Internet pirates hard-to-swallow alcohol.
TikTok users have found that adding a milk frother to a liquor of their choice changes the taste of the drink — seemingly for the better.
TikToker @timthetankofficial, who has 2.8 million followers on the app, attempted the hack in a video posted on July 24.
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After frothing a serving of silver Patron tequila for about 30 seconds, he gave it a taste compared to an “unfoamed” shot of Patron, confirming the major difference.
“It’s 100 times smoother than the original,” he said. “I can’t believe this actually works.”
So what’s really going on inside the shot glass?
Fox News Digital spoke with Texas Christian University chemistry professor Dr. Eric Simanek, who discussed how using a frother could alter the chemical properties of alcohol.
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The foam introduces “a bit of heat,” which can speed up chemical reactions and change the composition of the drink, Simanek explained.
The froth also introduces oxygen, which can “react with tasty molecules,” the chemist added.
“However, this reaction is likely to be very slow (if it hadn’t already happened in the bottle or keg, etc.),” he wrote in an email response.
The professor suggested the change could also be physical, altering the way humans perceive the taste of the drink.
“Taste depends more on smelling with the nose than tasting with the tongue,” Simanek said.
The reason for the change in flavor profile, in this case, could be as simple as the presence of bubbles.
“The foam introduces bubbles…in large quantities,” Simanek said. “The bubbles reorganize the molecules of the drink and collect tasty and fatty molecules on the surface of the bubbles…just like a soap bubble.”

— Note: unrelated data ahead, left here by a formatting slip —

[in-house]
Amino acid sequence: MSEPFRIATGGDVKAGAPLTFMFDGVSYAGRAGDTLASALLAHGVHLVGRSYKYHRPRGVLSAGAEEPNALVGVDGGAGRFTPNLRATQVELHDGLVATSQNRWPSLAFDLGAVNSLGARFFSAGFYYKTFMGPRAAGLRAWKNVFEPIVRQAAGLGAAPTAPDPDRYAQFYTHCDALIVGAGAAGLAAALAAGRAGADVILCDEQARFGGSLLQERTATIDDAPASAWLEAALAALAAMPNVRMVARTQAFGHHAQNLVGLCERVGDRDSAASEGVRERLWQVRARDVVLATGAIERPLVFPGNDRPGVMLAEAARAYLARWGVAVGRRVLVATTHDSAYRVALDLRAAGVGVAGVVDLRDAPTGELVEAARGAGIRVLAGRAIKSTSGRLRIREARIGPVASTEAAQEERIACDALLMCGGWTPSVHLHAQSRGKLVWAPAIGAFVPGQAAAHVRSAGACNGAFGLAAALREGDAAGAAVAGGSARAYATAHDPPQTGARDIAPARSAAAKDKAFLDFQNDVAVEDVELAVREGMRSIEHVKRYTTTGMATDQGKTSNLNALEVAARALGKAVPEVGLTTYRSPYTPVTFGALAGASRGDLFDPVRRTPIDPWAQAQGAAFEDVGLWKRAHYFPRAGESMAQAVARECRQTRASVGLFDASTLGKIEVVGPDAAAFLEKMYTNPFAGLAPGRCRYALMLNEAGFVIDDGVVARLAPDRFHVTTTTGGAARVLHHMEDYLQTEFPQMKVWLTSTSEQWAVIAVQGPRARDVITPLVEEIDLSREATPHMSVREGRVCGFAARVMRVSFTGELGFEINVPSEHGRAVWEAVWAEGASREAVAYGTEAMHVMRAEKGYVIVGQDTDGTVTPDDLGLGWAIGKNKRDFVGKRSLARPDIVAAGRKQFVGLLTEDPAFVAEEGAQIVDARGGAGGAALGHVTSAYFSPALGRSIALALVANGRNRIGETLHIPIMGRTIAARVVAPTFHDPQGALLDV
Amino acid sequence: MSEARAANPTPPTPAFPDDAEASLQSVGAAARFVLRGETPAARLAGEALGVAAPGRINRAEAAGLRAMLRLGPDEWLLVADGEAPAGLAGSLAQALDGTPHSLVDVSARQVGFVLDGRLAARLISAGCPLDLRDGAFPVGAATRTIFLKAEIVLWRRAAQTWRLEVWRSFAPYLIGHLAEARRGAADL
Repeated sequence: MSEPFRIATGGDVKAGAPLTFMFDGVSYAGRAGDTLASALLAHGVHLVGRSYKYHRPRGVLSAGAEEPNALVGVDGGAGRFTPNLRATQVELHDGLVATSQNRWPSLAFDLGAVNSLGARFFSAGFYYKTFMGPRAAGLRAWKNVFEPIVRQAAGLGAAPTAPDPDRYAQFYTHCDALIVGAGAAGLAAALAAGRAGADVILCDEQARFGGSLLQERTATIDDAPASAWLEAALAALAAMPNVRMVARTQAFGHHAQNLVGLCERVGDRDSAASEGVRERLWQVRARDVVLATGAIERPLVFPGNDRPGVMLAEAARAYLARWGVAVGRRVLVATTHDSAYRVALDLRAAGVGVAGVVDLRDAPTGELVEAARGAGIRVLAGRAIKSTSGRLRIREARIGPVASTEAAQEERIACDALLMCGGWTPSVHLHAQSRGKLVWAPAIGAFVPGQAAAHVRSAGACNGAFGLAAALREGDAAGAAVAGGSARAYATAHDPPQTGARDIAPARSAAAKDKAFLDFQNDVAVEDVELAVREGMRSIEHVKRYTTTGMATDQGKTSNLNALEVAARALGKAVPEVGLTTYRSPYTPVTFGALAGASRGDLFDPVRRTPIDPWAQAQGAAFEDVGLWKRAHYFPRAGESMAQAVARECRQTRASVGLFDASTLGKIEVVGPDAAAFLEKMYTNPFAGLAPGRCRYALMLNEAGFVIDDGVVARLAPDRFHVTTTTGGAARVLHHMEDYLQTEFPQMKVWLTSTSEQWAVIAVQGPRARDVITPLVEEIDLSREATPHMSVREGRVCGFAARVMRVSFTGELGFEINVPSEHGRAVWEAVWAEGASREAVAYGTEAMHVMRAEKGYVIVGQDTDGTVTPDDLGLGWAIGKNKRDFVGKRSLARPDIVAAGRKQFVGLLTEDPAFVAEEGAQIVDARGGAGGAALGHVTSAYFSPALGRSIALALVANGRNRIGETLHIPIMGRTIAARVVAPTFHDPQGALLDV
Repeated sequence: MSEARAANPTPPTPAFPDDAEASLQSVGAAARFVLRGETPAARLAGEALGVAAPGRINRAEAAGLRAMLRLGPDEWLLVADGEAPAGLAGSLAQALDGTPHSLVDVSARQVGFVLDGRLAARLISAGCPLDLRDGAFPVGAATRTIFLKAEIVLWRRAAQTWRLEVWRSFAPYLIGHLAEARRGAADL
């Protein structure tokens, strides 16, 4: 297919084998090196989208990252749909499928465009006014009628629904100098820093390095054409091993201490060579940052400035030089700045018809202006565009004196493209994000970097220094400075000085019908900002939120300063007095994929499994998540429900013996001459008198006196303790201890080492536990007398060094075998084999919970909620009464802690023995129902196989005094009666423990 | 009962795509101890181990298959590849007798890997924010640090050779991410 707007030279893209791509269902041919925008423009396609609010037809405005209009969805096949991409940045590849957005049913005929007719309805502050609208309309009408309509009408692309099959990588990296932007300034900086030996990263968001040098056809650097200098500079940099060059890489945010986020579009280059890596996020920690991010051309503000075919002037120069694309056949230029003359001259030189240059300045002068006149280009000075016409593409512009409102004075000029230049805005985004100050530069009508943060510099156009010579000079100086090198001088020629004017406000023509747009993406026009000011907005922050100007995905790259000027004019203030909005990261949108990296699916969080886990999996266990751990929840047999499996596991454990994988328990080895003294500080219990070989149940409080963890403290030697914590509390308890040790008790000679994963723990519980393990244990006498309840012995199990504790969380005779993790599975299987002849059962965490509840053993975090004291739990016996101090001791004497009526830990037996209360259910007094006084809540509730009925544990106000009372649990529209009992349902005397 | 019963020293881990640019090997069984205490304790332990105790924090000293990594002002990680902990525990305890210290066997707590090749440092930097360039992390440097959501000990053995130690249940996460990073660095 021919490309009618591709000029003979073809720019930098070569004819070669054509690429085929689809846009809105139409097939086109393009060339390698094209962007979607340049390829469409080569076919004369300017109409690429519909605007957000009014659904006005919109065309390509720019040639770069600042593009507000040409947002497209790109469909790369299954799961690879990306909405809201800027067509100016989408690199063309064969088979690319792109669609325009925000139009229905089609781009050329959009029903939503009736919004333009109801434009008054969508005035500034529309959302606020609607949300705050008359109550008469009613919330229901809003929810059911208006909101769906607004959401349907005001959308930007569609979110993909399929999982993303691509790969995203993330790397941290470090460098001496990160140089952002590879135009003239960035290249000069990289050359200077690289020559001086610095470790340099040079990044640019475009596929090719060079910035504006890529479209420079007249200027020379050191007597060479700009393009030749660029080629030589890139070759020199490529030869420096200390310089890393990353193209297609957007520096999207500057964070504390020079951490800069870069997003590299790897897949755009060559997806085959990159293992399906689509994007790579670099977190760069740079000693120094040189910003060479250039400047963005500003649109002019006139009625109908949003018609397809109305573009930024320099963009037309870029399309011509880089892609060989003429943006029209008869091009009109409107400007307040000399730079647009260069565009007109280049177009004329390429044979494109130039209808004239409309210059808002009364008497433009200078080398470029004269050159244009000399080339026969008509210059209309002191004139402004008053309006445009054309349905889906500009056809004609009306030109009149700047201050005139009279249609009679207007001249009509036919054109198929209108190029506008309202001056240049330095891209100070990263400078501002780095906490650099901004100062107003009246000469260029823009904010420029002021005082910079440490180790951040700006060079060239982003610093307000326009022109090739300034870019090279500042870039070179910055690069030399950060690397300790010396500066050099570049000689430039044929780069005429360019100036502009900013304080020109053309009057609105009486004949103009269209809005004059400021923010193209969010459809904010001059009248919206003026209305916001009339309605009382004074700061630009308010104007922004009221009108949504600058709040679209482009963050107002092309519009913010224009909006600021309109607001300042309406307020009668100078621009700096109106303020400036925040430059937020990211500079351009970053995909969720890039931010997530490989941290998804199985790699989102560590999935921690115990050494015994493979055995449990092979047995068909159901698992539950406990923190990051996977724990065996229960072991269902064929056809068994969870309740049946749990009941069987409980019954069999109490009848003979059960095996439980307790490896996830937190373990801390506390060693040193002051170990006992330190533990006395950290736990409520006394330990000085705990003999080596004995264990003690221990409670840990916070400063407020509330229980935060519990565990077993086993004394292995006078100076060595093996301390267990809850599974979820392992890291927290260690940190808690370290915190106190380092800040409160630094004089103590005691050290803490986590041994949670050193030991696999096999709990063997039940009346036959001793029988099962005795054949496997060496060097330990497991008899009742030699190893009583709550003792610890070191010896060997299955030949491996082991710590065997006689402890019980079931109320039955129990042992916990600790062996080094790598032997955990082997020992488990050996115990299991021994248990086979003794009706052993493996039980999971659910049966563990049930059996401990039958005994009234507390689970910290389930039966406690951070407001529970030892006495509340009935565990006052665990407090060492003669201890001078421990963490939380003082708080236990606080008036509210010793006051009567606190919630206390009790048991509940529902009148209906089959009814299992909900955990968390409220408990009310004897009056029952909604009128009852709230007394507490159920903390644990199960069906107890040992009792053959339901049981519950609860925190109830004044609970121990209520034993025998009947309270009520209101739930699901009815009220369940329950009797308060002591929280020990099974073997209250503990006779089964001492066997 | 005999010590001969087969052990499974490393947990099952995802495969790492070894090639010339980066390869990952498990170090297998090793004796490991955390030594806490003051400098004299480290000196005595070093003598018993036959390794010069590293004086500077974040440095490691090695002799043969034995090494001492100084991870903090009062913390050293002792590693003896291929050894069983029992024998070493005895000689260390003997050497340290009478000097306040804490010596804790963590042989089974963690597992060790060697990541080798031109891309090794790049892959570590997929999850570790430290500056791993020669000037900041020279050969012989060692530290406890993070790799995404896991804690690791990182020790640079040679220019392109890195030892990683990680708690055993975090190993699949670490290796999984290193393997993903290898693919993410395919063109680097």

“Anything that impairs your ability to perceive the amount you have consumed will be dangerous.”
“I would say that when you drink those fine bubbles, they burst, sending those fatty, flavorful molecules flying through the air to your mouth, allowing you to smell them with your nose,” he continued. “That process is probably what affects the flavor.”
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If the bubbles are causing a change in flavor, Simanek speculated that the drink would return to its “normal” state as soon as the bubbles dissipated, which was reported by the experimenters.
“This is the case with champagne, where the fine bubbles are associated with a finer product”, he specifies.
“Scientific publications in very prestigious research journals address this phenomenon.”
While this trick may encourage some to drink hard liquor more frequently, Simanek cautioned drinkers to be careful when trying to lather alcohol.
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“Anything that impairs your ability to perceive how much you’ve consumed will be dangerous,” he said.
“And sometimes the extra experience just isn’t worth it.”